Educational Role Plays

Practice Makes Perfect

You can call a role play a practice opportunity, but pulses still quicken when it comes to this part of a training course.

People feel exposed, that there is a chance that they may be humiliated, that they may fail.

Good interactive training which helps people to learn has to include practice. This is where learning accelerates; because people are making their own sense of the theory and its relevance to their role.

One of our recent courses included someone who was training for the Olympic Archery team. He said ” It’s quite simple when you practice you have to learn what works, and that may not be what feels right. “

The introduction of good well run practice sessions into a training course separates good trainers from bad. As trainers we have to help people step out of their comfort zone, and try different approaches.

Our role is to enable the perfect practice which will help participants gain new skills, and to allow them the space to think about their own style, how it will work for them and where and when it may work against them.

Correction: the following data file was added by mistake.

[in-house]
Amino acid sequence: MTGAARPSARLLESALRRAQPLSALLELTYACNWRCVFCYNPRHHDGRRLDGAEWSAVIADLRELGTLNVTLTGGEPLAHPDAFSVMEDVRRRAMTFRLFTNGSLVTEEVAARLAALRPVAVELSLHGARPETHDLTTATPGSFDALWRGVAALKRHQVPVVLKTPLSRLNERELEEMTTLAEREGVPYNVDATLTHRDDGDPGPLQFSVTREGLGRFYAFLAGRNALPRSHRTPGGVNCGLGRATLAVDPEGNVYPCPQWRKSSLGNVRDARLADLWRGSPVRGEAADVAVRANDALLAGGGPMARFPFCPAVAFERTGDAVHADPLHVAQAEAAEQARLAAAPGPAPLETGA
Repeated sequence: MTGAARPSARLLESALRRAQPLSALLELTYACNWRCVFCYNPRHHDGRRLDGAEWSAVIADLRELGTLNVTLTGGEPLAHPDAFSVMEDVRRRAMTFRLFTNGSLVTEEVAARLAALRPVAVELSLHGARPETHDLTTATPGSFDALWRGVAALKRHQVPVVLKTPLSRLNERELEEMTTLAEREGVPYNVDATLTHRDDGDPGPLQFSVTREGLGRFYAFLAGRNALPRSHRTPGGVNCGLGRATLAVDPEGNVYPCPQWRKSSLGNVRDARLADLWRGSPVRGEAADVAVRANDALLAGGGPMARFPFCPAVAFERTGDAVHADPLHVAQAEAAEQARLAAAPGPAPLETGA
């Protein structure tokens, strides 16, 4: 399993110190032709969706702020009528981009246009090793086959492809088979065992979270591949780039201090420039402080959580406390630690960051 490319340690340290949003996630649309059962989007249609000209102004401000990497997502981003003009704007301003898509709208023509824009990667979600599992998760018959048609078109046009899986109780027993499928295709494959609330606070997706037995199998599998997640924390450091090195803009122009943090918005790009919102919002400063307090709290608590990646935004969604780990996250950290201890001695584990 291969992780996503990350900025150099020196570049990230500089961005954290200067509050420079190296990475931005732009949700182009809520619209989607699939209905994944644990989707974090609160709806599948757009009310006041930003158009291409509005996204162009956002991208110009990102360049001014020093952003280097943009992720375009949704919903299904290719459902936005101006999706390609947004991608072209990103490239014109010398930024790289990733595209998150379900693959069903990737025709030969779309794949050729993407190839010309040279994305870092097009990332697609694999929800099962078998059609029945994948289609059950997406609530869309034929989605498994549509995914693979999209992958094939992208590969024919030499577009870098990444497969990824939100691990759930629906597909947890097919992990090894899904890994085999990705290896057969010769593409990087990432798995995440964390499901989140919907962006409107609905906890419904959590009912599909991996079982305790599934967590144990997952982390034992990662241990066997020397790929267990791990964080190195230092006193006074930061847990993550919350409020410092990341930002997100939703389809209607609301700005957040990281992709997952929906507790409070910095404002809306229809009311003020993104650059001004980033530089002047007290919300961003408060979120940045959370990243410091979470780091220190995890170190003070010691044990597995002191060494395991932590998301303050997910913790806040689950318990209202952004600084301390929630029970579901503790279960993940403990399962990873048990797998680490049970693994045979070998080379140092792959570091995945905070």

People learn by doing and good skills training has to include well timed practice, which includes the opportunity for meaningful discussion and feedback.

Here’s some tips to get the best from role play:

  • Make it realistic as possible
  • Introduce the first practice carefully
  • Explain the importance of the preparation, do and review cycle in learning and how preparing will give them a better outcome ( which is better for their confidence )
  • Get them to focus on what they personally want to concentrate on and use that in the feedback discussions
  • Ensure there is a clear process for giving feedback, which gets everyone to acknowledge what people do well. Skills practice should be about affirming and building confidence as well as learning skills and approaches that will help participants improve.